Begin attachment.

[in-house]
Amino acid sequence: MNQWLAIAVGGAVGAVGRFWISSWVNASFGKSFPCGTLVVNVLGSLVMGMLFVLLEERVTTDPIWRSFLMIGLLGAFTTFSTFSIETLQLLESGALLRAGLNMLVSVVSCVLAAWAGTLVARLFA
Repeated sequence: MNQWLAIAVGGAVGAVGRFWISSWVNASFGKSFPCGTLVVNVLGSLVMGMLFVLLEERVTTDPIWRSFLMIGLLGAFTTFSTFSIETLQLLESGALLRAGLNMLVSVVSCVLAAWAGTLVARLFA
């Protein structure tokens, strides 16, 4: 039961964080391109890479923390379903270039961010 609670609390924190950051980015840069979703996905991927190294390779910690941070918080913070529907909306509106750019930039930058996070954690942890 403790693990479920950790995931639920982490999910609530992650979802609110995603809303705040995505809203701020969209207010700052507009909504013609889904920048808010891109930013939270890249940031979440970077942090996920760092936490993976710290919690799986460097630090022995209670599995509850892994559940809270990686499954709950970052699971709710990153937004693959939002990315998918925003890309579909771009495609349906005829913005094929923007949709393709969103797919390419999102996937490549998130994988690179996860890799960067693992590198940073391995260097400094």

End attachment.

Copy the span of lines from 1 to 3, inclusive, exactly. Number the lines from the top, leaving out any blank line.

[in-house]
Amino acid sequence: MNQWLAIAVGGAVGAVGRFWISSWVNASFGKSFPCGTLVVNVLGSLVMGMLFVLLEERVTTDPIWRSFLMIGLLGAFTTFSTFSIETLQLLESGALLRAGLNMLVSVVSCVLAAWAGTLVARLFA
Repeated sequence: MNQWLAIAVGGAVGAVGRFWISSWVNASFGKSFPCGTLVVNVLGSLVMGMLFVLLEERVTTDPIWRSFLMIGLLGAFTTFSTFSIETLQLLESGALLRAGLNMLVSVVSCVLAAWAGTLVARLFA